Pregnant smokers' views on carbon monoxide breath test

Pregnant woman smoking

Smoking when pregnant has been linked with low birth-weight, miscarriage, deformities and labour complications.

Senior midwife Carmel O'Gorman says other risks include "cot death, and things like glue ear which can cause deafness".

Smoking in pregnancy, she says, is also "concentrated in lower socio-economic groups and women under the age of 20".

Carley Hunt, 24, is 39 weeks pregnant and waiting to be induced at Good Hope hospital in Sutton Coldfield.

This will be her second child. She smoked through both pregnancies, saying she tried and failed to quit.

"Baby's on the small side but so was my son," she says. "I carry small babies."

On health workers urging her to stop smoking, she says: "They get carried away.

"If you stop smoking, it's going to stress your body out.

"That's going to stress the baby out, and that's not good for baby's health."

Carmel O'Gorman
Carmel O'Gorman explains the risks of smoking to pregnant women

The midwives' professional body the RCM has recently backed breath tests after previously opposing the idea.

They used to say the tests could damage midwives' rapport with expectant mums.

They now argue this is outweighed by the benefit of showing the risks to unborn children, so long as expectant mums aren't forced to take the test.

"The midwife's role is to help women make an informed choice," explains Carmel. "It's a subject that's close to my heart."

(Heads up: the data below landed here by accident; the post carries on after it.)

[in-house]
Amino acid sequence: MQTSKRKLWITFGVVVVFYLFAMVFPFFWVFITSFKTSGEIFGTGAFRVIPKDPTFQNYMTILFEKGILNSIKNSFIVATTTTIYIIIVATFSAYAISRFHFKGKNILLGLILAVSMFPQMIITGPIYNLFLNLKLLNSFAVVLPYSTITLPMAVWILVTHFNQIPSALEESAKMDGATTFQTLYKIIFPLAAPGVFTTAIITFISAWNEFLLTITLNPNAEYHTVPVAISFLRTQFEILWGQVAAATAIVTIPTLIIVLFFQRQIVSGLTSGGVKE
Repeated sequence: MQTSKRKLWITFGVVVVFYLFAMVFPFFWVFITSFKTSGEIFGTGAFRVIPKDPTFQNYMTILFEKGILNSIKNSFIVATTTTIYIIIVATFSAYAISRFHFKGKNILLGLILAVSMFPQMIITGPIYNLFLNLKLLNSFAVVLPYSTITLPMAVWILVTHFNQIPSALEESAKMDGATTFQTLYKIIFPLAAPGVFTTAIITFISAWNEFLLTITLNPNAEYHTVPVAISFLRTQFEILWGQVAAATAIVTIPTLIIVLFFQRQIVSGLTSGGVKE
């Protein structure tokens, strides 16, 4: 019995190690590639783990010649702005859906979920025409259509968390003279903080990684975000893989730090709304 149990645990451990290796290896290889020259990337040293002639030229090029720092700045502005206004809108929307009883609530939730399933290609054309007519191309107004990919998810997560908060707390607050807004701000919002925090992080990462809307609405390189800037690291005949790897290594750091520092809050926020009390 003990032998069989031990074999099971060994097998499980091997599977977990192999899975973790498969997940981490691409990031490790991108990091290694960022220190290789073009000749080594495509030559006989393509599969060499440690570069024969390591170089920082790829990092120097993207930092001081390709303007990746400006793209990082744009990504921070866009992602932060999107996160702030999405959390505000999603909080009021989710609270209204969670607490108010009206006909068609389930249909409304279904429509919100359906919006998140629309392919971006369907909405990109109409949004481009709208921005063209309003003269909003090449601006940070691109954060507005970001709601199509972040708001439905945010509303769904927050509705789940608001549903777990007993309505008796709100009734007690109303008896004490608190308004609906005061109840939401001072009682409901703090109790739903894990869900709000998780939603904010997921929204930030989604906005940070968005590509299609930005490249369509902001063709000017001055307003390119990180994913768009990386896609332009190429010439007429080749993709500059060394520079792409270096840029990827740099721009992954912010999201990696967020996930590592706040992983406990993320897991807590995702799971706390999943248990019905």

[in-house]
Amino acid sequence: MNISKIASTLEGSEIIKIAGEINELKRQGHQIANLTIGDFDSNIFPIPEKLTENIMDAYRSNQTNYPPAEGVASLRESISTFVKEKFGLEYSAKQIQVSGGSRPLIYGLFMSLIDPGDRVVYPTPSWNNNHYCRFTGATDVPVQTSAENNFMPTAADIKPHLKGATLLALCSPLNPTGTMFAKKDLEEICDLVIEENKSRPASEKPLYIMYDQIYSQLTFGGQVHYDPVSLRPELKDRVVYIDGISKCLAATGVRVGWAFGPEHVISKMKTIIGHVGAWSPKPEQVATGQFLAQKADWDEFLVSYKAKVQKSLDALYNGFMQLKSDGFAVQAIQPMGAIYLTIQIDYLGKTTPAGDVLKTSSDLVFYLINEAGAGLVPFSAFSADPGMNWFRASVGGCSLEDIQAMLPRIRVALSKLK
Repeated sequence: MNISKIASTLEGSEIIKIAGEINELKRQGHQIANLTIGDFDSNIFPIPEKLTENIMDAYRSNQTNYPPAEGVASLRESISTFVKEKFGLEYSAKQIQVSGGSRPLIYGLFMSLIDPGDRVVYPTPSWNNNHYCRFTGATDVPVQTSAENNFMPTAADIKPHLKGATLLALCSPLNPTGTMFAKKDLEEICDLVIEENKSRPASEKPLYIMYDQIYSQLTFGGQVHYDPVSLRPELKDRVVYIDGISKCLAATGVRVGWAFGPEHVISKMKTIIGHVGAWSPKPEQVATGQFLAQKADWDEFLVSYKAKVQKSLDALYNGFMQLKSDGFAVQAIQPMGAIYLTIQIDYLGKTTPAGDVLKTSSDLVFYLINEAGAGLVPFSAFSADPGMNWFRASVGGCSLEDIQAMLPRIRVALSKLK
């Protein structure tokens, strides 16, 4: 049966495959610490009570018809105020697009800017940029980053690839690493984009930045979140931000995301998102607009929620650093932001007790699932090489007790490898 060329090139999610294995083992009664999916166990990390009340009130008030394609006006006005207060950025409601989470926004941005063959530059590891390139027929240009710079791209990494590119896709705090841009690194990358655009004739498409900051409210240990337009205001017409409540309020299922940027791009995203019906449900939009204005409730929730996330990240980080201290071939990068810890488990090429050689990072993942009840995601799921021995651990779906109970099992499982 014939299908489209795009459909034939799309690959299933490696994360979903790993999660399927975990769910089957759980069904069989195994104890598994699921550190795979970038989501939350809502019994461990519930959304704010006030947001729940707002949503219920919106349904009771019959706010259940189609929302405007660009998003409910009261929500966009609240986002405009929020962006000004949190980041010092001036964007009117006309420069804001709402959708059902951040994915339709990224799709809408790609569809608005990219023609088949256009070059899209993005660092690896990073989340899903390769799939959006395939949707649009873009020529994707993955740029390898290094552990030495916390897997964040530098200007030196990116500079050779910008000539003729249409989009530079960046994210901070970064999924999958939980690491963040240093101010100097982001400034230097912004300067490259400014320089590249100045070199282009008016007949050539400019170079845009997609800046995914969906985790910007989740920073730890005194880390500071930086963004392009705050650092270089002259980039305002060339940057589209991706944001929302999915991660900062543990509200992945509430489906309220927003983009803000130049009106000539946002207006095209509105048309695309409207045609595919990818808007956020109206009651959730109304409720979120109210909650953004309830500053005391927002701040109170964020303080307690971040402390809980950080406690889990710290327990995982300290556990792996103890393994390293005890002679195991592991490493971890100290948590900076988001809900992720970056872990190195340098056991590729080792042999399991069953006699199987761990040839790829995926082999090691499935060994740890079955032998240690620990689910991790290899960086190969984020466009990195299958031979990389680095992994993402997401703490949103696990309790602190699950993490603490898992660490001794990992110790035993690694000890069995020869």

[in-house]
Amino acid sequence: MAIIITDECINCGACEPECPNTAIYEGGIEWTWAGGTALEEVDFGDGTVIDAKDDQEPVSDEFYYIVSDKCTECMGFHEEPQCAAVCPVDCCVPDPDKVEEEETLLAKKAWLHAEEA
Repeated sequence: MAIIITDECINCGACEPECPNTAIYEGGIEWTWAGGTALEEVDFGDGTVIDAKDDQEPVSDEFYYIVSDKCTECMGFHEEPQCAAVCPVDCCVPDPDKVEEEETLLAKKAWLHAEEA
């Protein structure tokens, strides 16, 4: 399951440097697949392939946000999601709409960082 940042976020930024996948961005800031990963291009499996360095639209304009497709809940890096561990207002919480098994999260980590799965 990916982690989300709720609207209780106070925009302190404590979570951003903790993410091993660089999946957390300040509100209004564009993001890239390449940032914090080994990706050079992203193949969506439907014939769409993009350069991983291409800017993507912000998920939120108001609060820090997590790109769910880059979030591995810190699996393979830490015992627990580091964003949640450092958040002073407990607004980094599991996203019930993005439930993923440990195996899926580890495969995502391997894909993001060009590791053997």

Breath test for pregnant smokers
A breath test can help pregnant women find out how smoking is affecting them

Midwives also explain as part of their appointments that carbon monoxide can come from things like faulty appliances.

Thirty-three-year-old smoker Vicky Harris is 15 weeks pregnant and has agreed to let Newsbeat watch her take a smoking breath test.

Carmel explains that a normal reading for a non-smoker is four.

Vicky is shocked to see the number 25 appear on the screen.

"It's weird," she says. "It's made me sweat. I didn't think it would be that high."

"That's the benefit of the test," says Carmel. "The visual reading of the carbon monoxide level helps you understand what is in your system."

Vicky says she is shocked, but glad she agreed to take the test.

"It is a wake up call. You would just ignore it if you didn't know," she explains.

"I will try to quit. I can't promise, but I will try."

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